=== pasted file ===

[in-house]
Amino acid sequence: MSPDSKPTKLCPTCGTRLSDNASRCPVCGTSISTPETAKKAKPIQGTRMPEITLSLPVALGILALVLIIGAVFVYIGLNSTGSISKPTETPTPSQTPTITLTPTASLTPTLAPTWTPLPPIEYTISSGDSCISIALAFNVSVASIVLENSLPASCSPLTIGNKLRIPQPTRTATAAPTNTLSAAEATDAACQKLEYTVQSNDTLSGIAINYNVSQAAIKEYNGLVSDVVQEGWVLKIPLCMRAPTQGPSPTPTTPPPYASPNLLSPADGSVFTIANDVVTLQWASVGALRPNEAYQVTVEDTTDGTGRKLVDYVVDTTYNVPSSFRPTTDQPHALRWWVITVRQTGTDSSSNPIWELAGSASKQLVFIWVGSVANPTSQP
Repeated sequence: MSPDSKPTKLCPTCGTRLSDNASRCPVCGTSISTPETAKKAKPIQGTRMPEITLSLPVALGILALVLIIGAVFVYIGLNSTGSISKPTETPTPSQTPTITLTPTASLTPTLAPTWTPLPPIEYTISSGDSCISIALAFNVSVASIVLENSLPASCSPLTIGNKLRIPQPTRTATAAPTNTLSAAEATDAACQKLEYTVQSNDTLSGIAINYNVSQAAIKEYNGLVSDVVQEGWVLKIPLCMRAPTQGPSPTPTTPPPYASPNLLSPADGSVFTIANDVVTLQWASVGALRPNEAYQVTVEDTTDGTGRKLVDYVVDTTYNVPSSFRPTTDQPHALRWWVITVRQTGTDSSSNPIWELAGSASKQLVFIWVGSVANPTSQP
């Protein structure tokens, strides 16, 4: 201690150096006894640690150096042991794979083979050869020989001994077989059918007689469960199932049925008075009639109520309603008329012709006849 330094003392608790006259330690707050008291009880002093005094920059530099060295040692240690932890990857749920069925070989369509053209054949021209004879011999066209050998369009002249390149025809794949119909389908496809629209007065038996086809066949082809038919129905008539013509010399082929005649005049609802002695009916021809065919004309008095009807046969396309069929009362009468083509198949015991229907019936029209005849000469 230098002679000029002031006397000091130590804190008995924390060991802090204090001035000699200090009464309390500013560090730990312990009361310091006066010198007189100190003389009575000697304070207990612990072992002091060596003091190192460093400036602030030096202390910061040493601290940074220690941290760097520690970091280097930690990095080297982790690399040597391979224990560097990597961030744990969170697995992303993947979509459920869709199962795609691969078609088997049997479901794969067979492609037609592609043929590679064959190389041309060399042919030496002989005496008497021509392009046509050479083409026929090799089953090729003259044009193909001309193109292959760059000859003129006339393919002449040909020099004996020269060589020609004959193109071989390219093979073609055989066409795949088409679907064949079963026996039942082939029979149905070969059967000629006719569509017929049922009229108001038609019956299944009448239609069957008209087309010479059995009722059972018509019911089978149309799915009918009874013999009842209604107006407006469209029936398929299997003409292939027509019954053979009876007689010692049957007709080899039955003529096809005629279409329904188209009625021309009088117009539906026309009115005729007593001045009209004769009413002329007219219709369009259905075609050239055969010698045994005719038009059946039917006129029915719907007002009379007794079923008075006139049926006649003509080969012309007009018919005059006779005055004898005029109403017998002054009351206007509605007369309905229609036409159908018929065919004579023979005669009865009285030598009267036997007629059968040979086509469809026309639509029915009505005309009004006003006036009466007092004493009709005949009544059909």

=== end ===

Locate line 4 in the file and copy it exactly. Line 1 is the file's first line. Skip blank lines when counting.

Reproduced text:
């Protein structure tokens, strides 16, 4: 201690150096006894640690150096042991794979083979050869020989001994077989059918007689469960199932049925008075009639109520309603008329012709006849 330094003392608790006259330690707050008291009880002093005094920059530099060295040692240690932890990857749920069925070989369509053209054949021209004879011999066209050998369009002249390149025809794949119909389908496809629209007065038996086809066949082809038919129905008539013509010399082929005649005049609802002695009916021809065919004309008095009807046969396309069929009362009468083509198949015991229907019936029209005849000469 230098002679000029002031006397000091130590804190008995924390060991802090204090001035000699200090009464309390500013560090730990312990009361310091006066010198007189100190003389009575000697304070207990612990072992002091060596003091190192460093400036602030030096202390910061040493601290940074220690941290760097520690970091280097930690990095080297982790690399040597391979224990560097990597961030744990969170697995992303993947979509459920869709199962795609691969078609088997049997479901794969067979492609037609592609043929590679064959190389041309060399042919030496002989005496008497021509392009046509050479083409026929090799089953090729003259044009193909001309193109292959760059000859003129006339393919002449040909020099004996020269060589020609004959193109071989390219093979073609055989066409795949088409679907064949079963026996039942082939029979149905070969059967000629006719569509017929049922009229108001038609019956299944009448239609069957008209087309010479059995009722059972018509019911089978149309799915009918009874013999009842209604107006407006469209029936398929299997003409292939027509019954053979009876007689010692049957007709080899039955003529096809005629279409329904188209009625021309009088117009539906026309009115005729007593001045009209004769009413002329007219219709369009259905075609050239055969010698045994005719038009059946039917006129029915719907007002009379007794079923008075006139049926006649003509080969012309007009018919005059006779005055004898005029109403017998002054009351206007509605007369309905229609036409159908018929065919004579023979005669009865009285030598009267036997007629059968040979086509469809026309639509029915009505005309009004006003006036009466007092004493009709005949009544059909």